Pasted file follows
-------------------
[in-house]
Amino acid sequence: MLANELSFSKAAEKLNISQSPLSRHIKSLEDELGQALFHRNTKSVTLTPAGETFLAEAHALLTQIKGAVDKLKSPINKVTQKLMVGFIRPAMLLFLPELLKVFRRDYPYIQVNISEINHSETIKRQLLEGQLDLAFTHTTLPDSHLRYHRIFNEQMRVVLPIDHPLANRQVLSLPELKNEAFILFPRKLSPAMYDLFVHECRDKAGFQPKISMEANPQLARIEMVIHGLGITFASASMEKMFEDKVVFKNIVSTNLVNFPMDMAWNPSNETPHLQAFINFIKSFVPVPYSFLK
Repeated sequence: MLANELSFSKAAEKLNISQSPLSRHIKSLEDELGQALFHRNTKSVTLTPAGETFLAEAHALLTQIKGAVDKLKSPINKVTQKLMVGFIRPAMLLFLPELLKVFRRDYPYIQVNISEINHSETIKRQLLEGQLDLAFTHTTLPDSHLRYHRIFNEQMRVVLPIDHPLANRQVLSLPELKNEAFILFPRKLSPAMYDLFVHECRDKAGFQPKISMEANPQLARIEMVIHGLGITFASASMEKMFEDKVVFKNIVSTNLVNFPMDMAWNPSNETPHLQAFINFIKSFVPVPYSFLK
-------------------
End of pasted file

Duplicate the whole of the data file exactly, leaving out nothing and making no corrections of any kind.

[in-house]
Amino acid sequence: MLANELSFSKAAEKLNISQSPLSRHIKSLEDELGQALFHRNTKSVTLTPAGETFLAEAHALLTQIKGAVDKLKSPINKVTQKLMVGFIRPAMLLFLPELLKVFRRDYPYIQVNISEINHSETIKRQLLEGQLDLAFTHTTLPDSHLRYHRIFNEQMRVVLPIDHPLANRQVLSLPELKNEAFILFPRKLSPAMYDLFVHECRDKAGFQPKISMEANPQLARIEMVIHGLGITFASASMEKMFEDKVVFKNIVSTNLVNFPMDMAWNPSNETPHLQAFINFIKSFVPVPYSFLK
Repeated sequence: MLANELSFSKAAEKLNISQSPLSRHIKSLEDELGQALFHRNTKSVTLTPAGETFLAEAHALLTQIKGAVDKLKSPINKVTQKLMVGFIRPAMLLFLPELLKVFRRDYPYIQVNISEINHSETIKRQLLEGQLDLAFTHTTLPDSHLRYHRIFNEQMRVVLPIDHPLANRQVLSLPELKNEAFILFPRKLSPAMYDLFVHECRDKAGFQPKISMEANPQLARIEMVIHGLGITFASASMEKMFEDKVVFKNIVSTNLVNFPMDMAWNPSNETPHLQAFINFIKSFVPVPYSFLK